Sunday, July 8, 2018

My Maternal Line and Mitochondrial DNA

I was thinking lately about who to research next on my maternal line and I was wondering about the DNA testing I have done.  Most people who do DNA testing are looking at their ethnic makeup.  How much Irish or English or Scandinavian am I?  I wanted to take a look beyond that to look at what Mitochondrial and Y-DNA testing can also tell me.   I have been fortunate enough to have been able to do DNA testing on both of my parents.  Mitochondrial DNA will help me determine how far back my maternal line goes.  I have tested at Family Tree DNA and 23 and Me and obtained the same results. 

So, I wondered what the Mitochondrial DNA (from mother to mother to mother to mother, etc.) testing will tell me about the genes that have been passed down all these generations to me?  I learned I am in Mitochondrial Haplogroup J1c3c.  This haplogroup traces back to a woman who lived about 4,000 years ago or 160 generations back.  WOW, that’s pretty over whelming to think about.  I have genes in the mitochondria of my cells that I share with a woman who lived 4, 000 years ago. 

Next, I thought I would look at how far back on paper I have my maternal to maternal to maternal line:
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Turns out, not very far on paper compared to the woman who lived about 160 generations ago.  To date I have researched and posted blogs about the women in generations 3 (Edna), 4 (Nettie), and 5 (Hattie).  I know that Amanda was Hattie’s mother but that’s all I have.  I guess it’s time to do some research on Amanda Johnson Browning.  What can I find out about her?  Can I determine who her parents were and maybe even go back further?  Now, I seriously doubt I can get back even a total of 10 generations on paper but it’s pretty amazing to think of that unknown woman who’s genes I carry and what life must have been like for her 4,000 years ago.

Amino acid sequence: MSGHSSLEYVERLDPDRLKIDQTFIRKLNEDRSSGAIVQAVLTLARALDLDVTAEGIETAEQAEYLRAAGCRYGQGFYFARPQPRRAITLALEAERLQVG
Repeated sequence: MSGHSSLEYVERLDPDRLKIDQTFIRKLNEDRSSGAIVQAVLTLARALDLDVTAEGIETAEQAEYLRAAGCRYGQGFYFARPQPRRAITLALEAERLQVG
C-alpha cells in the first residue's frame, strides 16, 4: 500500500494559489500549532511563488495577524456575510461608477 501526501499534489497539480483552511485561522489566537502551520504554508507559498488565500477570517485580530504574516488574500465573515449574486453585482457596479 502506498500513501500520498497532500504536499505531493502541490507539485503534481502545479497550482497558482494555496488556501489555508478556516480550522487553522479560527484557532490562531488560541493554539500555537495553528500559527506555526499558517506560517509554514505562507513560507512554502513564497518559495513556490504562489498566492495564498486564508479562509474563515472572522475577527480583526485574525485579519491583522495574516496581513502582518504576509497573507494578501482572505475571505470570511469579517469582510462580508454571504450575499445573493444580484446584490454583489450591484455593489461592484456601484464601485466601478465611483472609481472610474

If you have any corrections or additions or stories to share I look forward to hearing them.
Enjoy the journey,
Debby

Some trivia, King Richard III and I share a common female ancestor from 13,000 years ago.  Pretty amazing to even know that.

8 comments:

  1. Interesting Debby. I haven’t had an MtDNA test done. However, my maternal half brother, John has. I expect his test would reflect what mine would, since we share a mother. Am I correct on that? My Mom was tested at 23&Me before her death. Would that contain the mitochondrial results? I still have so much learning to do when it comes to DNA.

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  2. Oh, I have so much to learn as well, Diane. I believe the mitochondrial has to be done on a woman. I know a son inherits some DNA from Mom but I don't think that will give you mt DNA. I know I had to test a first cousin to get my paternal grandmother's mtDNA.

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  3. Great research, and just thinking of grandmothers that far back is staggering! I have found a maternal line for a while back, but haven't got the number in my head right now...will go see over at my tree!

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    1. Thank-you Barbara! Yes, it's quite a challenge to get so far back. Let me know how far you have gotten. I have lines here since the 1600s so you would think I could find more records but not so easy...

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  4. Hi, Debby. Mitochondrial testing can be done on a male. Not only all humans, but all animals and all plants contain mtDNA! But for us humans, mtDNA is only transmitted via the maternal line: we all have over 600 trillion tiny mitochondria inside our cells happily working to produce ATP energy for us and to reproduce themselves, but we only inherit our mother's mtDNA. Another note is that 23andMe (and LivingDNA) do not actually do mtDNA-specific testing. They perform a single type of test using a product called the Infinium Global Screening Array chip, made by Illumina, that looks at all your autosomes and also some markers for mtDNA (plus yDNA for males). That's why you get an accurate mtDNA haplogroup report from 23andMe, but why they don't provide any comparison or matching services as does FTDNA for their mtDNA-specific tests.

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    1. Thank-you Ed! I was a Biology Major many many years ago and haven't used my genetics until DNA testing so have forgotten a lot of it.

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  5. Or, as we all know by now, we are all only 7 steps removed from Kevin Bacon. Just kidding - sort of. In one of my novels I had to figure out - as best I could - how many people would suddenly cease to exist if a certain man and woman failed to marry and have children 700 years ago. The number I came up with was staggering!

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    1. Thanks! I bet it would be to think of it in those terms. Yes, pretty amazing to think of all the people that had to survive for me to be her.

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